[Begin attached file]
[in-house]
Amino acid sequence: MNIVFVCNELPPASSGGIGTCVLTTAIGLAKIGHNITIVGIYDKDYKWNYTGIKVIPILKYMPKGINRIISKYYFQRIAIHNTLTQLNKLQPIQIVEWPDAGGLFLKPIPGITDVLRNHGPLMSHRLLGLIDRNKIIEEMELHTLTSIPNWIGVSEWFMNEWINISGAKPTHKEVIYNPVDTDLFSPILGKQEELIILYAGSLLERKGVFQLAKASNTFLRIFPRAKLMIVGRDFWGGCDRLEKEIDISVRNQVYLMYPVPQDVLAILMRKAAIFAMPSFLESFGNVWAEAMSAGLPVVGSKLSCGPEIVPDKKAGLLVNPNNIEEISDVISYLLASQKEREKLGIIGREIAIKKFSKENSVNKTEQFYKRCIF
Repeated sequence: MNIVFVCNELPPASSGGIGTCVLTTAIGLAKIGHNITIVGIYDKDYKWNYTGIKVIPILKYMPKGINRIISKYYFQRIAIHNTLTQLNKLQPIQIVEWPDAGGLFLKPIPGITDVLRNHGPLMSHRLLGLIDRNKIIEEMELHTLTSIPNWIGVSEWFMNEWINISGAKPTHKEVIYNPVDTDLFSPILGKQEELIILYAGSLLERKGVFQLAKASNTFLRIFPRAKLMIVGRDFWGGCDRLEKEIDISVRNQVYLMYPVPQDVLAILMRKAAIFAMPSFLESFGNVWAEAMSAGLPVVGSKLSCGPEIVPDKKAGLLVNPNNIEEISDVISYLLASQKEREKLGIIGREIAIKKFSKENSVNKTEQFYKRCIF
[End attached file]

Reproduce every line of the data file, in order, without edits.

[in-house]
Amino acid sequence: MNIVFVCNELPPASSGGIGTCVLTTAIGLAKIGHNITIVGIYDKDYKWNYTGIKVIPILKYMPKGINRIISKYYFQRIAIHNTLTQLNKLQPIQIVEWPDAGGLFLKPIPGITDVLRNHGPLMSHRLLGLIDRNKIIEEMELHTLTSIPNWIGVSEWFMNEWINISGAKPTHKEVIYNPVDTDLFSPILGKQEELIILYAGSLLERKGVFQLAKASNTFLRIFPRAKLMIVGRDFWGGCDRLEKEIDISVRNQVYLMYPVPQDVLAILMRKAAIFAMPSFLESFGNVWAEAMSAGLPVVGSKLSCGPEIVPDKKAGLLVNPNNIEEISDVISYLLASQKEREKLGIIGREIAIKKFSKENSVNKTEQFYKRCIF
Repeated sequence: MNIVFVCNELPPASSGGIGTCVLTTAIGLAKIGHNITIVGIYDKDYKWNYTGIKVIPILKYMPKGINRIISKYYFQRIAIHNTLTQLNKLQPIQIVEWPDAGGLFLKPIPGITDVLRNHGPLMSHRLLGLIDRNKIIEEMELHTLTSIPNWIGVSEWFMNEWINISGAKPTHKEVIYNPVDTDLFSPILGKQEELIILYAGSLLERKGVFQLAKASNTFLRIFPRAKLMIVGRDFWGGCDRLEKEIDISVRNQVYLMYPVPQDVLAILMRKAAIFAMPSFLESFGNVWAEAMSAGLPVVGSKLSCGPEIVPDKKAGLLVNPNNIEEISDVISYLLASQKEREKLGIIGREIAIKKFSKENSVNKTEQFYKRCIF